In federal court records, the 27-year-old said his finances have fallen apart under his parents' management. He said creditors and his financial advisers took advantage of him through fraudulent transactions and predatory lending, pledging his contract earnings as security for unconventional loans that he didn't authorize and that had exorbitant interest rates.
Johnson filed for bankruptcy Oct. 7, two days before the team began the regular season. Those filings indicated he owed more than $12 million. For estimated assets, he checked the box indicating $1 million to $10 million.
Johnson, who was traded to the Blue Jackets by the Los Angeles Kings in 2012, told The Columbus Dispatch he was led astray by others.
"I'd say I picked the wrong people who led me down the wrong path. I've got people in place who are going to fix everything now. It's something I should have done a long time ago," said Johnson, who declined to comment further to the newspaper.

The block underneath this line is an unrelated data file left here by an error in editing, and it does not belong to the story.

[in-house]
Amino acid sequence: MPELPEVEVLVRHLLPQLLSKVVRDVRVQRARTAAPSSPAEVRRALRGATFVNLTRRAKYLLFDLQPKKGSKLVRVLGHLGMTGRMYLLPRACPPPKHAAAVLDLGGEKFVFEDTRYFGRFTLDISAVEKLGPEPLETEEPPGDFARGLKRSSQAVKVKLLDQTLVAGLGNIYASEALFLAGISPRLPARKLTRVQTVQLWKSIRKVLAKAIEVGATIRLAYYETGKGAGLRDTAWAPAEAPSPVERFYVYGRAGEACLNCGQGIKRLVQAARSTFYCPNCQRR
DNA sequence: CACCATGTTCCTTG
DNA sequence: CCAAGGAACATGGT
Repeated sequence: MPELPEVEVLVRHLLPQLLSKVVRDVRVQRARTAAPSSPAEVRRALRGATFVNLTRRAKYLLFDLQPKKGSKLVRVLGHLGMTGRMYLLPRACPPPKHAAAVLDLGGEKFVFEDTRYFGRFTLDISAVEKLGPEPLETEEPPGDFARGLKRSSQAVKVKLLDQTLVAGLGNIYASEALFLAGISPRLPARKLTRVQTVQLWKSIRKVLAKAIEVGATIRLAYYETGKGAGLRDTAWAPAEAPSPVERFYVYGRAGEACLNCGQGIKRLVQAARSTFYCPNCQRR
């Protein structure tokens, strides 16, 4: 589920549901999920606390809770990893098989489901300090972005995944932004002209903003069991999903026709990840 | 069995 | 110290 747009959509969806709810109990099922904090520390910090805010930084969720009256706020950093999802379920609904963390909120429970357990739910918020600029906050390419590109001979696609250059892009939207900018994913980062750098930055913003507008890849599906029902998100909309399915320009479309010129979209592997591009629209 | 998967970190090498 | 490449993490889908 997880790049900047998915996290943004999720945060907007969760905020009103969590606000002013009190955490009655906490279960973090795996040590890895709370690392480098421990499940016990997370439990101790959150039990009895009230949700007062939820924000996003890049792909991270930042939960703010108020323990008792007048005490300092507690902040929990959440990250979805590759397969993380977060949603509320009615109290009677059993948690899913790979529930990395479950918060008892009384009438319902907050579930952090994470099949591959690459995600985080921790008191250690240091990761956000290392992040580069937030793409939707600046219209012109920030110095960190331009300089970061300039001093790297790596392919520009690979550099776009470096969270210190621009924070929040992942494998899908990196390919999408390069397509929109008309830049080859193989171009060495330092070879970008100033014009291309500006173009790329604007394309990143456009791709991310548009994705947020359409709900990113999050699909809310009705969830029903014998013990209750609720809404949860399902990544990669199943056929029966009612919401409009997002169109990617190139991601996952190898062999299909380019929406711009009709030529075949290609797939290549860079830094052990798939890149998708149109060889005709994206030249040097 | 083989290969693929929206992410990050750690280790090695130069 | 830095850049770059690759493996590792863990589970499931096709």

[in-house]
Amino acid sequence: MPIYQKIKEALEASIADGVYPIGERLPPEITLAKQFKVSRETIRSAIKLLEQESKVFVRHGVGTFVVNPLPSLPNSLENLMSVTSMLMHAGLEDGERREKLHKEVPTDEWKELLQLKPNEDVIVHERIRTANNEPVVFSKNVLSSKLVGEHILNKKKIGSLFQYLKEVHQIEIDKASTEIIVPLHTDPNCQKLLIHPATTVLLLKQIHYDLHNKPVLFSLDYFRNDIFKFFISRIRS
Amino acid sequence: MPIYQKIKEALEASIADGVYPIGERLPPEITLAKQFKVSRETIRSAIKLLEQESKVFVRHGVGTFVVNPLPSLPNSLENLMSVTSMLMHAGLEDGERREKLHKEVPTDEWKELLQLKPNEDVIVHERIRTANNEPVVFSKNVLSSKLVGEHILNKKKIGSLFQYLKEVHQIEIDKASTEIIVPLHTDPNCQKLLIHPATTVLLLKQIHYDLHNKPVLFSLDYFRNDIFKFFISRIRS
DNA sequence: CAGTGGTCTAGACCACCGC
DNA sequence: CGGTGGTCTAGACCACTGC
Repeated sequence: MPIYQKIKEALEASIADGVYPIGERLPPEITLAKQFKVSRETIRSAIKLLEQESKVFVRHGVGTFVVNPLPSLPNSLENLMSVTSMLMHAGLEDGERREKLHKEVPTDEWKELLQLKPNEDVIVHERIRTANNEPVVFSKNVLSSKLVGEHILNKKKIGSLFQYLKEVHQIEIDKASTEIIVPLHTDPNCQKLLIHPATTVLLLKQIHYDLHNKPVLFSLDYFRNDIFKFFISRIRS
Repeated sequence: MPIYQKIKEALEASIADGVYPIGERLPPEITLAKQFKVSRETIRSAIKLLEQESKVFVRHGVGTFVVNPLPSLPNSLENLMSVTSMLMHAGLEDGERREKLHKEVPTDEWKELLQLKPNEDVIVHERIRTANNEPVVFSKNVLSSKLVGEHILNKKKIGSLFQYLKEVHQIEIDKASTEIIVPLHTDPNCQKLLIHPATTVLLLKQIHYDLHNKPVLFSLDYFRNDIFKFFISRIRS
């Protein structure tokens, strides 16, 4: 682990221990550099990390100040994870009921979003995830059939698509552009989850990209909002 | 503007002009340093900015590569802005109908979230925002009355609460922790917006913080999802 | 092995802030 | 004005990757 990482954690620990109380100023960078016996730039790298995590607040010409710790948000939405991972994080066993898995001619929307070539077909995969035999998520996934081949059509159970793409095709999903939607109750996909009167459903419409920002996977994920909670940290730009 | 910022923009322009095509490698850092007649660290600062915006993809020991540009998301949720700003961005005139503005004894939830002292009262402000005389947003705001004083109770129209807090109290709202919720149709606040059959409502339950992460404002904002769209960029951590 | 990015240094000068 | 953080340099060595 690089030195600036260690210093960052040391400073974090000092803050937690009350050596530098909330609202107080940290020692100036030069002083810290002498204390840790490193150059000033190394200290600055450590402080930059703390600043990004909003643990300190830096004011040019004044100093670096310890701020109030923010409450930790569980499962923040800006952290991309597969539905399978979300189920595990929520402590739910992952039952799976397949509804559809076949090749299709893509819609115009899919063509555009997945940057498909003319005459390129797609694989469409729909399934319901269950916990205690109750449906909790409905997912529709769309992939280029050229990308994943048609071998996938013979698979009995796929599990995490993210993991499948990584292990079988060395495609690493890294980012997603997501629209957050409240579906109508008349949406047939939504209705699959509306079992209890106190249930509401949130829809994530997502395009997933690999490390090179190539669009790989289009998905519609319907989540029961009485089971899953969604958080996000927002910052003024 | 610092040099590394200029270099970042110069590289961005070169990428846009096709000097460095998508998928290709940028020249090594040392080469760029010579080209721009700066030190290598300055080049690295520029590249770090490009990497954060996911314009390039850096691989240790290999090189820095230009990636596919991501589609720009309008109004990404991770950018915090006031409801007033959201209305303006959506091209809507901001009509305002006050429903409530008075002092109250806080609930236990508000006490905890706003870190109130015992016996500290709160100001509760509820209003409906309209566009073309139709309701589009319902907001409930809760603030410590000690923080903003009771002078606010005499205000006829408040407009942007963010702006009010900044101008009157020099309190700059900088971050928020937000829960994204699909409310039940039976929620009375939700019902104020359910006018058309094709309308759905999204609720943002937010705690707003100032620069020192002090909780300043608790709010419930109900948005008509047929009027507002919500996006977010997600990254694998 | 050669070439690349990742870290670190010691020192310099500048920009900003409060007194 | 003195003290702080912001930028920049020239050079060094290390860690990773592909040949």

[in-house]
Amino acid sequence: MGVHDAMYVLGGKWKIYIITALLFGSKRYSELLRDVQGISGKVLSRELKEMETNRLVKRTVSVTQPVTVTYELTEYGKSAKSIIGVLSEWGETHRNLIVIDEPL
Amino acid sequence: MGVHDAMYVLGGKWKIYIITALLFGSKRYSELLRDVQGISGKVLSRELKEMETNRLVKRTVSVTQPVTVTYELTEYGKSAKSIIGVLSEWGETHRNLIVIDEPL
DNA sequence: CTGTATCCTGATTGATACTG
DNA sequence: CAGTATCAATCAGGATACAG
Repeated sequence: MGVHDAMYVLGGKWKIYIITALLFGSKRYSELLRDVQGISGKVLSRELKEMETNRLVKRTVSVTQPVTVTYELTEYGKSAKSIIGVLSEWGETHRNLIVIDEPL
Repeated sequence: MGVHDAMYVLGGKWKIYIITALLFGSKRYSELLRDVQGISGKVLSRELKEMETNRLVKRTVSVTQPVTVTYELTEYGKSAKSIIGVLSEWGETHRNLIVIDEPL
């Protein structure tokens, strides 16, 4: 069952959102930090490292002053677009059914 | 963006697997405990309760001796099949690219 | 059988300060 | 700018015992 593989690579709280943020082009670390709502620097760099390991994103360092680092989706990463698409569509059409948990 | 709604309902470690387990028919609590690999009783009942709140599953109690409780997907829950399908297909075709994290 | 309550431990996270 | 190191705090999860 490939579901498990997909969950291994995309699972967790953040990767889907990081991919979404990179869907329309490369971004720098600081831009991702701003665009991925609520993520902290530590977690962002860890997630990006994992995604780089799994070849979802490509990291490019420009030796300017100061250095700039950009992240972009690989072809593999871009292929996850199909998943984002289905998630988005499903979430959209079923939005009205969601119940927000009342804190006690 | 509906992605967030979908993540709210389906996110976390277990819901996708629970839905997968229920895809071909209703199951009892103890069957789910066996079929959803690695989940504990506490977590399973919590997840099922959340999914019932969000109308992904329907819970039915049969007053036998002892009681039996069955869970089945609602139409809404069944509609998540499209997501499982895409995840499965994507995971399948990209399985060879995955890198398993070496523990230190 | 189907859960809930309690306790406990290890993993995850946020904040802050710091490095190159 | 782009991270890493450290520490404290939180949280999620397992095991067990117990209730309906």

As a busy young athlete unexperienced in money management, the Indianapolis native wanted to make his earnings last beyond his professional career, and he entrusted his financial affairs to his parents, according to court documents.
The filings blamed his situation on unethical actions by financial advisers and creditors "in a systematic, deliberate and predatory lending and investment scheme whereby they lined their own pockets" at his expense. He said in court documents that problems began in early 2011, when he signed his first big deal — a $30.5 million, seven-year extension — just four years into his career with Los Angeles.
Left with significant debts and a number of lawsuits aimed at collecting on loans, he had to file bankruptcy to deal with the costs of litigation, garnishment orders and settlement agreements, the filing said.